Summer Hours

Starting April 28th, the OISE Library will begin its summer hours. Please take note of hours below:

Monday-Thursday: 8:30am-7pm

Friday: 8:30-5pm

Saturday: 9am-5pm

Sunday: CLOSED

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Learning about the Environment in Early Ontario Schools

Spring has sprung and Earth Day is coming April 22nd. Check out the glass display case on the ground floor of the OISE Library to see how students in early Ontario schools learned about the environment!Education about the environment was a core part of student life in early Ontario schools. Nature study was a mandatory course of study. This course was taught in Forms I-IV (equivalent to today’s grades 1-8) and by 1915 was also taught in Kindergarten. Curricula about nature study provided suggestions for teachers, which could be adapted to the school’s local environment. Nature study was intended to foster an interest in the natural world and children were expected to interact directly with nature. According to the 1909 curriculum, teachers were not supposed to dictate notes to their students or assign textbooks. Instead, books about nature study were designed for teachers’ use, such as the Guide to Nature Study (1902) and the Ontario Teachers’ Manuals: Nature Study (1926).

When students in early Ontario schools reached high school (“Form V”), science classes taught botany and zoology. Unlike nature study, textbooks were assigned to these classes and included texts such as the Ontario High School Beginners’ Botany (1925). Workbooks were also used in botany classes: a 1891 copy of the Botanical Note-Book is included in this month’s display, open to show student work.

Agriculture and horticulture was another course of study taught in early Ontario schools. This class was originally offered as an elective in high schools; however, by 1915, it was being offered to younger students as well. Many textbooks were available for agriculture classes, such as The First Principles of Agriculture (1890, e-resource) and Agriculture (1898). According to the 1911 curriculum, the choice of specific textbook was left up to the local school board rather than being assigned by the province.

As with nature study, agriculture courses were designed to promote a love for nature and country life in students. Even after the curriculum changed in 1937 and nature study became less central to a student’s study of science, agriculture remained part of the Ontario curriculum. In fact, agriculture and horticulture are offered by the Ontario curriculum today, as special courses of study for grade 11 and 12 students!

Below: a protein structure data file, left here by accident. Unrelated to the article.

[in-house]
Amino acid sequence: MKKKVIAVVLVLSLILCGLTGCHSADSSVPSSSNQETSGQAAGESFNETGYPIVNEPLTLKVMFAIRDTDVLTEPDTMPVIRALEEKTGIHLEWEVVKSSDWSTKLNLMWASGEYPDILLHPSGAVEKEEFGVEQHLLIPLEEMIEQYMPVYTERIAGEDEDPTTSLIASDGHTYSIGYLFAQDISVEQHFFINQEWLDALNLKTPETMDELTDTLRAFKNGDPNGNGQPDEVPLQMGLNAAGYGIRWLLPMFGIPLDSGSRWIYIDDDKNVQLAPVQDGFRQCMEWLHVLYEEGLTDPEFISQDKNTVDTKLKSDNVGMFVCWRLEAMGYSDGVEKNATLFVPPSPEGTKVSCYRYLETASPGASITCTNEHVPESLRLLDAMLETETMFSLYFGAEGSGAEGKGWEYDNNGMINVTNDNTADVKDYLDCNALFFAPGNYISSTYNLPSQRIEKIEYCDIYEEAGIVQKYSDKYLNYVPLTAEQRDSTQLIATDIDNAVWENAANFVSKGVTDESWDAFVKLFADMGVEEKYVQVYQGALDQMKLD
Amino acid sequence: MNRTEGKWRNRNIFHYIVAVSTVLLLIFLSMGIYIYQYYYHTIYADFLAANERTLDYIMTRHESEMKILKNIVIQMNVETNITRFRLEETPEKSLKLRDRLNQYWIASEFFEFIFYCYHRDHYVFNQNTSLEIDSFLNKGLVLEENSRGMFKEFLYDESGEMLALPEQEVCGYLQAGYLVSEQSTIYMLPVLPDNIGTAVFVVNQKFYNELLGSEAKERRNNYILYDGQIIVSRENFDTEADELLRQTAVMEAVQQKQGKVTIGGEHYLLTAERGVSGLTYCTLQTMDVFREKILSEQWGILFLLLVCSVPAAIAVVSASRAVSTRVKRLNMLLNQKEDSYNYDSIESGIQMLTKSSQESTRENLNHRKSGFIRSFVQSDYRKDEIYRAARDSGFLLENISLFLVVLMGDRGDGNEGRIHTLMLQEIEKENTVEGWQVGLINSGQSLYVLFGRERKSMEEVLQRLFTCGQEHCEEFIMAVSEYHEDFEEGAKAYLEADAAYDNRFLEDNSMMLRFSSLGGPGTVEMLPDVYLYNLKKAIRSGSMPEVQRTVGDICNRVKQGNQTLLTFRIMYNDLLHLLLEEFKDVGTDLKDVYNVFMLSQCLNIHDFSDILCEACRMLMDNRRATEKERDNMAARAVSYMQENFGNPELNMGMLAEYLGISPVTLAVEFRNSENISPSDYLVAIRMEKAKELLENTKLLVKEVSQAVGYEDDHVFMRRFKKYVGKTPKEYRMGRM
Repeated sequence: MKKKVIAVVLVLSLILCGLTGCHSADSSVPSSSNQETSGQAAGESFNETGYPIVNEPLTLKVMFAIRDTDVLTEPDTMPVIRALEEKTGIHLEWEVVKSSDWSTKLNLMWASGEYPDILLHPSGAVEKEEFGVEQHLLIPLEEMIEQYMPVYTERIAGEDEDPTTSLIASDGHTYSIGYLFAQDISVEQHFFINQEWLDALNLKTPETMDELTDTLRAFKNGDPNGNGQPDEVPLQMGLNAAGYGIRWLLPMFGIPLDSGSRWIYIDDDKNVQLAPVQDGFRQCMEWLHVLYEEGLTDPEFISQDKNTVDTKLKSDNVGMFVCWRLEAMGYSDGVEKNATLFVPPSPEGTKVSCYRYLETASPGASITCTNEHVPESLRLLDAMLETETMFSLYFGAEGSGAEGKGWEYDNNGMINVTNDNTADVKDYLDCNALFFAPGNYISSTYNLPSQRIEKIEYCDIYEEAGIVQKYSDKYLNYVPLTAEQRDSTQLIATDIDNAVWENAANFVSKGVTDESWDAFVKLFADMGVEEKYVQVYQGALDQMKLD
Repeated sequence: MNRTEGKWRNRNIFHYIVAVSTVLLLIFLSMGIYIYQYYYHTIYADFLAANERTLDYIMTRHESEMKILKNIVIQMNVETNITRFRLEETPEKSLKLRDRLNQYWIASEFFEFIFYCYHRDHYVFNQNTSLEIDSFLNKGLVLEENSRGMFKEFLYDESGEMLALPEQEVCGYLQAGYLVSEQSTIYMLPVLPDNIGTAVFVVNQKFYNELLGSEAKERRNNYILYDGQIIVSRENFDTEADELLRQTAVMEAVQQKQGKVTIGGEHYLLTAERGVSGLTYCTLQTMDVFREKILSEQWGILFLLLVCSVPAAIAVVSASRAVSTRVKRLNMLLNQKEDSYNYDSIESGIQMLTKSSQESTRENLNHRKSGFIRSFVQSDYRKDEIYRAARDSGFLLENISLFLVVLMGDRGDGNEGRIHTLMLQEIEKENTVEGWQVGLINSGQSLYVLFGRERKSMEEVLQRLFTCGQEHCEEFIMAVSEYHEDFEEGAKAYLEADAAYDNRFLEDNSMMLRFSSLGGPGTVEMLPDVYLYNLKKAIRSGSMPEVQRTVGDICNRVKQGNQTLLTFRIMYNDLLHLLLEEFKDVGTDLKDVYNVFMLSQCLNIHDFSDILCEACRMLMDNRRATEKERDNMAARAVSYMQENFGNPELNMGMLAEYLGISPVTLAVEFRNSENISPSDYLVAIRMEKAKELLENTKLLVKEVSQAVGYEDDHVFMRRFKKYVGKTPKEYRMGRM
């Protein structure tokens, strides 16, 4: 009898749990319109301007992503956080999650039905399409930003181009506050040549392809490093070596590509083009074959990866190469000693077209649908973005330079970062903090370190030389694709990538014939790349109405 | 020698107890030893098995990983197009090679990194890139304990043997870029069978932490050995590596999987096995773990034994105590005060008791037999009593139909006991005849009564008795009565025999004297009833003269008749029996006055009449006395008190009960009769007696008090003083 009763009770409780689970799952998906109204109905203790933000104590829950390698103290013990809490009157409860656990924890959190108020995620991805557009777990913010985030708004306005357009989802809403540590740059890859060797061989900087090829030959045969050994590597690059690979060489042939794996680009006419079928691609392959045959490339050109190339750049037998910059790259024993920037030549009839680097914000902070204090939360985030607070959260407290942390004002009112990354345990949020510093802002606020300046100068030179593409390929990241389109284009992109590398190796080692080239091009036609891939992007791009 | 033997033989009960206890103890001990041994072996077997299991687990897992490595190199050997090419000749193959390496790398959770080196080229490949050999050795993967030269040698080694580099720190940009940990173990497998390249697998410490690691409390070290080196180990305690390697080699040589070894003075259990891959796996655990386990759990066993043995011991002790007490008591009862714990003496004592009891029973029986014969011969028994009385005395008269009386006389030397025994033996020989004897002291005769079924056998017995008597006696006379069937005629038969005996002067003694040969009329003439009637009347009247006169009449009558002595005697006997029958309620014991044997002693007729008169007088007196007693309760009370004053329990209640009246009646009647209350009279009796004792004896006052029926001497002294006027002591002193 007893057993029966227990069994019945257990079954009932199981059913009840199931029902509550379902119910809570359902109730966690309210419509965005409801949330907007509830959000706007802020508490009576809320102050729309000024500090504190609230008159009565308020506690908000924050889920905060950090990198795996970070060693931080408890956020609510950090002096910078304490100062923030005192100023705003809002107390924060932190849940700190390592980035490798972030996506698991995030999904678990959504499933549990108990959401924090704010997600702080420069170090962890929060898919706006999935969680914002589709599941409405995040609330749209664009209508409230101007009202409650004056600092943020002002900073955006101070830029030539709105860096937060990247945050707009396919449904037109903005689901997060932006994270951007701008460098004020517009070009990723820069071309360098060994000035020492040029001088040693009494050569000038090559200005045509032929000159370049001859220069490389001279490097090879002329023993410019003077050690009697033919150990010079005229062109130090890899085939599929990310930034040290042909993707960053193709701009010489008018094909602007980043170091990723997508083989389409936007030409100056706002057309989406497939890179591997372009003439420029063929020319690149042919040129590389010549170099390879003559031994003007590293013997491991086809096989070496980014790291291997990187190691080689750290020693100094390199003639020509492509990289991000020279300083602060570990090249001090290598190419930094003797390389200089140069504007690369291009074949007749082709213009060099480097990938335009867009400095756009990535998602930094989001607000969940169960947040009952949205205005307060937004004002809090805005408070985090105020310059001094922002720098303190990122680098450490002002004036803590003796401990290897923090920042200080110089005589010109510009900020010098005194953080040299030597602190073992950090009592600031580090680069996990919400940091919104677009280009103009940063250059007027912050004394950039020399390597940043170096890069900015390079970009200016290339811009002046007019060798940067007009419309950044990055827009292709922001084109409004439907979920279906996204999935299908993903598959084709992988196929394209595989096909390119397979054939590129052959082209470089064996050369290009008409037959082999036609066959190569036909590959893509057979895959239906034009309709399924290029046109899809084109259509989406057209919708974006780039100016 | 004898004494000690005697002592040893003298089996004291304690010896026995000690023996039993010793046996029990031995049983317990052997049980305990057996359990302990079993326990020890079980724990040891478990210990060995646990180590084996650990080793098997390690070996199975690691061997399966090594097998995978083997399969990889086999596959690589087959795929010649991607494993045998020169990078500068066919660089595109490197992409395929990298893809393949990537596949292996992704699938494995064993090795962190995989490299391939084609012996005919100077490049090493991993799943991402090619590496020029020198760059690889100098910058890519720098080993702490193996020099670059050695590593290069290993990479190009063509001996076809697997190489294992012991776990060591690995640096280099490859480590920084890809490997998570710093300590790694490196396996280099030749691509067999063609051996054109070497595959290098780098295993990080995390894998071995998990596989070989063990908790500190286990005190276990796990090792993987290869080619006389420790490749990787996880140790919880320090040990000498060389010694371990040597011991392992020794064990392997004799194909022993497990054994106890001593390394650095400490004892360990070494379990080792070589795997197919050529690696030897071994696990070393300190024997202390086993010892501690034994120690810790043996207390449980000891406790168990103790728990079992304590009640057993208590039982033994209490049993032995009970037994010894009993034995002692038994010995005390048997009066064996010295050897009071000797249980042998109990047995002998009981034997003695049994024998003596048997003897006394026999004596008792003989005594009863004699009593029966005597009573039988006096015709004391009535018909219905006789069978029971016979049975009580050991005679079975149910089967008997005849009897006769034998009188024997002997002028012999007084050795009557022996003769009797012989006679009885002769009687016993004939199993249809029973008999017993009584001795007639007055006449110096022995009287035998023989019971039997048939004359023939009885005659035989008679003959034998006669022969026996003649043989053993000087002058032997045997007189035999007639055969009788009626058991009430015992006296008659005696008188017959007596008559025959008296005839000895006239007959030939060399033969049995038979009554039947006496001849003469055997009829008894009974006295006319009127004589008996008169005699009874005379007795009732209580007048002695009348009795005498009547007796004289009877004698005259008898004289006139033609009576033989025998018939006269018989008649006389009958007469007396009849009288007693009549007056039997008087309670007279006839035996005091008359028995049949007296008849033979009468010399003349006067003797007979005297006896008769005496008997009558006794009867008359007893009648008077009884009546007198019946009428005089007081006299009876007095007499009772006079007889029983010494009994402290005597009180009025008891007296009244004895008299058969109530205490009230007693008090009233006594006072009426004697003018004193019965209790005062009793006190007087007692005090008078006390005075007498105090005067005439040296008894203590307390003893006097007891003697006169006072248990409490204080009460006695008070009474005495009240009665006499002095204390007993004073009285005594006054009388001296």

School gardens were another important part of a student’s school life. Introduced in 1904 in rural schools, school gardens were seen as a way to foster the necessary skills for rural life. School gardens quickly became popular and were believed to improve students’ performance inside the classroom. Beginning in 1907, the Ministry of Education even made grants available to schools so that they could establish and maintain a school garden!

These books will be on display in the glass table on the ground floor of the OISE Library through the end of April.

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New furniture – coming soon!

We are very excited to announce that the large study tables and chairs on the Concourse, 2nd, and 3rd floors of the OISE Library will be replaced with new, comfortable furniture the week of May 8th – 12th. A wheelchair accessible table will be installed on each floor as well.

We anticipate the furniture removal and replacement will take 3 days. There will be noise on these floors as old furniture is removed, and new furniture is installed. We’ll do our best to keep all floors of the Library open, but it will be necessary to close off sections of the Concourse, 2nd, and 3rd floors at times.

Furniture of historical value will be preserved; other furniture will be reused elsewhere in the OISE building or sent to the UofT’s Swap Shop for reuse elsewhere on campus.